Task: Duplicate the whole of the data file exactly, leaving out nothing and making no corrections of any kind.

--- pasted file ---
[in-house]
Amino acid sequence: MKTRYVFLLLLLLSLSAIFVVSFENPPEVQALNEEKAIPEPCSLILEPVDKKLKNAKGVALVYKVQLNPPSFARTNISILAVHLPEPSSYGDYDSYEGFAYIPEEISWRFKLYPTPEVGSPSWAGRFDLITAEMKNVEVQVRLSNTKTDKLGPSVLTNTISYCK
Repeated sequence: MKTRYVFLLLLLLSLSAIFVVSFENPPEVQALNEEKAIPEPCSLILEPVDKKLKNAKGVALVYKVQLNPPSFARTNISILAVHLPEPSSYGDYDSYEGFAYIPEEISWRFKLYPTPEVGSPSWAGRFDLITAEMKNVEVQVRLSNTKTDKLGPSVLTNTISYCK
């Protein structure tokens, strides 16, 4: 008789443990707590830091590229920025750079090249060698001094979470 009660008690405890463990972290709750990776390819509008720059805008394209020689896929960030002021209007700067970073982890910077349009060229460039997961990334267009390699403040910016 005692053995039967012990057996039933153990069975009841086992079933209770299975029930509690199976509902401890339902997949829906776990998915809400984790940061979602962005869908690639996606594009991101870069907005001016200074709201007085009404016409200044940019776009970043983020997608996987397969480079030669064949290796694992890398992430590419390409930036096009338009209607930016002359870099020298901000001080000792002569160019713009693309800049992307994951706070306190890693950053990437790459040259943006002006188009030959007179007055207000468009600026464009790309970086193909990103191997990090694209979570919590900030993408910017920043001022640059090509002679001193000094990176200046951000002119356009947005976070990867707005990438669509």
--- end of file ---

[in-house]
Amino acid sequence: MKTRYVFLLLLLLSLSAIFVVSFENPPEVQALNEEKAIPEPCSLILEPVDKKLKNAKGVALVYKVQLNPPSFARTNISILAVHLPEPSSYGDYDSYEGFAYIPEEISWRFKLYPTPEVGSPSWAGRFDLITAEMKNVEVQVRLSNTKTDKLGPSVLTNTISYCK
Repeated sequence: MKTRYVFLLLLLLSLSAIFVVSFENPPEVQALNEEKAIPEPCSLILEPVDKKLKNAKGVALVYKVQLNPPSFARTNISILAVHLPEPSSYGDYDSYEGFAYIPEEISWRFKLYPTPEVGSPSWAGRFDLITAEMKNVEVQVRLSNTKTDKLGPSVLTNTISYCK
């Protein structure tokens, strides 16, 4: 008789443990707590830091590229920025750079090249060698001094979470 009660008690405890463990972290709750990776390819509008720059805008394209020689896929960030002021209007700067970073982890910077349009060229460039997961990334267009390699403040910016 005692053995039967012990057996039933153990069975009841086992079933209770299975029930509690199976509902401890339902997949829906776990998915809400984790940061979602962005869908690639996606594009991101870069907005001016200074709201007085009404016409200044940019776009970043983020997608996987397969480079030669064949290796694992890398992430590419390409930036096009338009209607930016002359870099020298901000001080000792002569160019713009693309800049992307994951706070306190890693950053990437790459040259943006002006188009030959007179007055207000468009600026464009790309970086193909990103191997990090694209979570919590900030993408910017920043001022640059090509002679001193000094990176200046951000002119356009947005976070990867707005990438669509």